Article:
Page:Popular Science Monthly Volume 12.djvu/54

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44
THE POPULAR SCIENCE MONTHLY.

from the exhaustion of oxygen, but also from the circumstance that the confined atmosphere may become azotized or surcharged with carbon to the limit of its absorbing powers, just as water, after being saturated with certain percents of salt or sugar, refuses to dissolve any further additions. The act of reinspiring air, which has already been subjected to the process of pulmonary digestion, is thus precisely analogous to the act of a famished animal devouring its own feces, and if performed habitually cannot fail to be attended with equally ruinous consequences. Corruption of the alimentary ducts would surely ensue in the latter (supposed) case, putrefaction of the respiratory organs does follow in the other. Working-men employed in localities whose azotized atmosphere is loaded besides with particles of flying cotton-fibre, metallic dust, or fatty vapors, inspire substances which are just as indigestible to their lungs as mercury and alcohol are to their stomachs, and like these cause a rapid deterioration of the tissues in proximity to which they are deposited.

The only wonder, then, is how Nature can resist outrages of this kind for any length of time; and it is a curious reflection to think what amounts of hardship of the primitive sort, such as hunger, fatigue, cold, heat, deprivation of sleep, etc., a healthy savage might accustom himself to, if he tried as hard as the poor children of civilization try to wean themselves from their hunger after life-air!

Can necessity be—we will not say an excuse, but—an explanation of such systematic self-ruin? We must utterly refuse to believe it. Wherever men barter life for bread, there is a violent presumption that they do not know what they are doing; for against recognized health-destroyers even the poorest of the poor will rebel with a prompitude that vindicates the dignity of human nature under the most abject conditions of bondage. Let a railroad contractor be caught in the trick of adulterating his flour with chalk or his sugar with alum, and see how quickly his navvies will leave him; or observe how firmly reckless Jack Tar insists on his anti-scorbutic raspberry-vinegar! Miners have left a colliery en masse, because the owner shirked his duty of providing safety-lamps; and the very negro slaves of a South Carolina plantation attempted the life of their master, who stinted their allowance of quinine brandy which his father had issued them to counteract the miasmatic tendencies of the rice-swamp.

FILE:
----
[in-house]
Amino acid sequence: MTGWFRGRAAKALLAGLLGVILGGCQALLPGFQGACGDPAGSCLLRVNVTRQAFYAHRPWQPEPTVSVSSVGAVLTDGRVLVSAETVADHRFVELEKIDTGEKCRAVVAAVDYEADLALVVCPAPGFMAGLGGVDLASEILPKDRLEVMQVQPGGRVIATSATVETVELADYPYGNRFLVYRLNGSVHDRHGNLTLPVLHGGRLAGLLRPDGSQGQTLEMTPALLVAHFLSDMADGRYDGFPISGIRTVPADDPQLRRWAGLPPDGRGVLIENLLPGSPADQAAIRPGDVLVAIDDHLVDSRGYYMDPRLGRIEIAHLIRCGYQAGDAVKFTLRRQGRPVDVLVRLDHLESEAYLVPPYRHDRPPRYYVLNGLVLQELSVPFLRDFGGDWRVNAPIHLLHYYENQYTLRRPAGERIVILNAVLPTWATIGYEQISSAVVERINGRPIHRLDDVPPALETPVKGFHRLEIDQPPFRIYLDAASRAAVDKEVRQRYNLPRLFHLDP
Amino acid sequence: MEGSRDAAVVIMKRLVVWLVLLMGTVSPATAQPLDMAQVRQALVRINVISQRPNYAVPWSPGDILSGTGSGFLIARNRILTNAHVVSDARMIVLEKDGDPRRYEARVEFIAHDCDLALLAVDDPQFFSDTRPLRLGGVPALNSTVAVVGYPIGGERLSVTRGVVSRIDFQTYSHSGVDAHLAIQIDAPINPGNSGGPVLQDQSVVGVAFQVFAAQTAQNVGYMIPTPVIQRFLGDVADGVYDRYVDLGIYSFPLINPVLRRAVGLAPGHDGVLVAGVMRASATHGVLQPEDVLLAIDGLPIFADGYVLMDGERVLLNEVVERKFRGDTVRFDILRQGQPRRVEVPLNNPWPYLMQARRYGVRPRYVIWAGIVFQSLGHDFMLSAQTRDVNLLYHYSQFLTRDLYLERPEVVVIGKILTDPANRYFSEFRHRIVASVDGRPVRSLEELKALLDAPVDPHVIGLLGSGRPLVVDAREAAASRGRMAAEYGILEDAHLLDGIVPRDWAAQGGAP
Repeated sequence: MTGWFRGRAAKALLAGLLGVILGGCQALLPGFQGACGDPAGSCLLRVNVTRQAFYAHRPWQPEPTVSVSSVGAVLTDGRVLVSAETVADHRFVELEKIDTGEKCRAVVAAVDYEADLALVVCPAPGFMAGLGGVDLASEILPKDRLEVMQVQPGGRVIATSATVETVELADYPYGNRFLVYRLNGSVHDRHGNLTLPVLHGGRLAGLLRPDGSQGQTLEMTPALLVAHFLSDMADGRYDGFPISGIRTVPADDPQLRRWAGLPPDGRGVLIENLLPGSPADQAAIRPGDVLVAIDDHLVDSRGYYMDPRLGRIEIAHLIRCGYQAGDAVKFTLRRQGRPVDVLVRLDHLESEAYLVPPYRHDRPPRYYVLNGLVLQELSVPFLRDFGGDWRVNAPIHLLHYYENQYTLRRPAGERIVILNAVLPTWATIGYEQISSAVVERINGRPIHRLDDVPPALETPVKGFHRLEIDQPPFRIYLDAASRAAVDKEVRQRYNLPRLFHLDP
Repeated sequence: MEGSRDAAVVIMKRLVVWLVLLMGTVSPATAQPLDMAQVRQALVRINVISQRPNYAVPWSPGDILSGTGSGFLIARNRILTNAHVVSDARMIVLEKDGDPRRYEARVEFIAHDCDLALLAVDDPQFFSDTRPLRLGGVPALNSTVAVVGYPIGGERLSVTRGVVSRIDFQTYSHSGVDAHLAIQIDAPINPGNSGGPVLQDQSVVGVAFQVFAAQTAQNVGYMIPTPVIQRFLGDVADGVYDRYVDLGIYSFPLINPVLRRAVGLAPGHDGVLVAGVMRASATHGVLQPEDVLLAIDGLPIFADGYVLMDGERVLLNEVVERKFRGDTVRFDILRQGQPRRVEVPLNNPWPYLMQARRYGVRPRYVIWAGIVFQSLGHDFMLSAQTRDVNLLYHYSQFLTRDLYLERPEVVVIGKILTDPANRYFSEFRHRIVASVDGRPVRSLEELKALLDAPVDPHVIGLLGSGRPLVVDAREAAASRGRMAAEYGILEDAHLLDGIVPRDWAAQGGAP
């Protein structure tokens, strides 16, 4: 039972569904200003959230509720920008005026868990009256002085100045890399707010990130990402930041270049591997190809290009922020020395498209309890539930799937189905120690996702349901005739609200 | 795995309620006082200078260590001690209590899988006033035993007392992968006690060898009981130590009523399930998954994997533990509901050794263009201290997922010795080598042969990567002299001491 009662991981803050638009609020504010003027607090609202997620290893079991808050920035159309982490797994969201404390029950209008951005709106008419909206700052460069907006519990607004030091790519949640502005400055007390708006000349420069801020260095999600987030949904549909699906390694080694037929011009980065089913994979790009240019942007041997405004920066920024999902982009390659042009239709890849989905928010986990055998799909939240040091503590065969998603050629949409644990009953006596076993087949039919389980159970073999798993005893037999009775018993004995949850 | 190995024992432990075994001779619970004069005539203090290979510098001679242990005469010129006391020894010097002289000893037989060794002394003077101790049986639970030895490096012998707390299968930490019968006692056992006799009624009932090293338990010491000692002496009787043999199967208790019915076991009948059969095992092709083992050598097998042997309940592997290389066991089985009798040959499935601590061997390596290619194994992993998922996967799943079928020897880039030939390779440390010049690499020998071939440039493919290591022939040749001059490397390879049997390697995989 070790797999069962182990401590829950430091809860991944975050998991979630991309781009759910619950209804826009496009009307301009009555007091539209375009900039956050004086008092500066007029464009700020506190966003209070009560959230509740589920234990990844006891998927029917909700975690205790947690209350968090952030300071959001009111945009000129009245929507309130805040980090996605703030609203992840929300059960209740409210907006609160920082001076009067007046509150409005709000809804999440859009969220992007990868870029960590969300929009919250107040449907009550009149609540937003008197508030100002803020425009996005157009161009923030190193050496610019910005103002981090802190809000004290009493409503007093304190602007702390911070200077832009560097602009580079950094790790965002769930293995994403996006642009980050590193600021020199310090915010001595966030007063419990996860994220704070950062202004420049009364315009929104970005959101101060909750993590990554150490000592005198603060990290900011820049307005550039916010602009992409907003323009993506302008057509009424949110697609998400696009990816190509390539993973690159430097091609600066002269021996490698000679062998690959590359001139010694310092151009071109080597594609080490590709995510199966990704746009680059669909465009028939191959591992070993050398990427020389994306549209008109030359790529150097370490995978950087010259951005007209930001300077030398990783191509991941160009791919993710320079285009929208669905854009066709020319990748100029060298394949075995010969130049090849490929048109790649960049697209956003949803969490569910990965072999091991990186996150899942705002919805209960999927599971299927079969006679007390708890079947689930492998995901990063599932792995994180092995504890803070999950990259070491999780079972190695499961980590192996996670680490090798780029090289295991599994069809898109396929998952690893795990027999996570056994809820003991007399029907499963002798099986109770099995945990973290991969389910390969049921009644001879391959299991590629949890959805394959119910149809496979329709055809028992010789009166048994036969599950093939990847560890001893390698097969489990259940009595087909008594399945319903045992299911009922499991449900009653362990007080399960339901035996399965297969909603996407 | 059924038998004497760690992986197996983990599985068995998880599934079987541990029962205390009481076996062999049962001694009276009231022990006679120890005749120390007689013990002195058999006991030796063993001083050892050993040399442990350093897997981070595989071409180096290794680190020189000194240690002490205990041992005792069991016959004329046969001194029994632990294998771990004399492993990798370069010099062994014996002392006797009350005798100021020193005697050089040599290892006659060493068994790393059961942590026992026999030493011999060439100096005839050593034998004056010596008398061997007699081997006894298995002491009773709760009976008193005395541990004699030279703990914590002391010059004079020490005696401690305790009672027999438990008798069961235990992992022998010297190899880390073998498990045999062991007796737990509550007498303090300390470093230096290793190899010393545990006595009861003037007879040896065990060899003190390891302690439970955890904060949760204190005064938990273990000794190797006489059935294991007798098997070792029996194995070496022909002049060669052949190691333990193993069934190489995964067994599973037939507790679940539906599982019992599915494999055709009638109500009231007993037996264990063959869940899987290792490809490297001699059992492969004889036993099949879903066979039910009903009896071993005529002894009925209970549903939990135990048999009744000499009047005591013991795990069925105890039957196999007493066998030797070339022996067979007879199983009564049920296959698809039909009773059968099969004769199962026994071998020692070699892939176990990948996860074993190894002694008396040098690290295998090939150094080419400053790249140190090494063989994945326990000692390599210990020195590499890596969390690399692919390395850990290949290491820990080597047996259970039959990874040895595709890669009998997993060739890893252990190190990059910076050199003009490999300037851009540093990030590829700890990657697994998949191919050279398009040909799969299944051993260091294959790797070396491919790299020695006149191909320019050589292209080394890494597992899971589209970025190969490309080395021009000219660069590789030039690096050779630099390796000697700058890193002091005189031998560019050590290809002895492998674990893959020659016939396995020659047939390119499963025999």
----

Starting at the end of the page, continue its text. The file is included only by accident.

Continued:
Neither is it possible to suppose that want of hygienic education can be the origin of such ignorance; for Nature does not wait for the scientist to inform her children on questions of such importance. All normal things are good, all evil is abnormal; vice is a consequence of ignorance only in so far as it is a result of perverse education, and the troglodyte-habit is the direct offspring of mediæval monachism. Until after the fourth century of the Christian era, habitual in-door life between closed walls was known only as the worst form of punishment. Though the Greeks and Romans were familiar with the manu-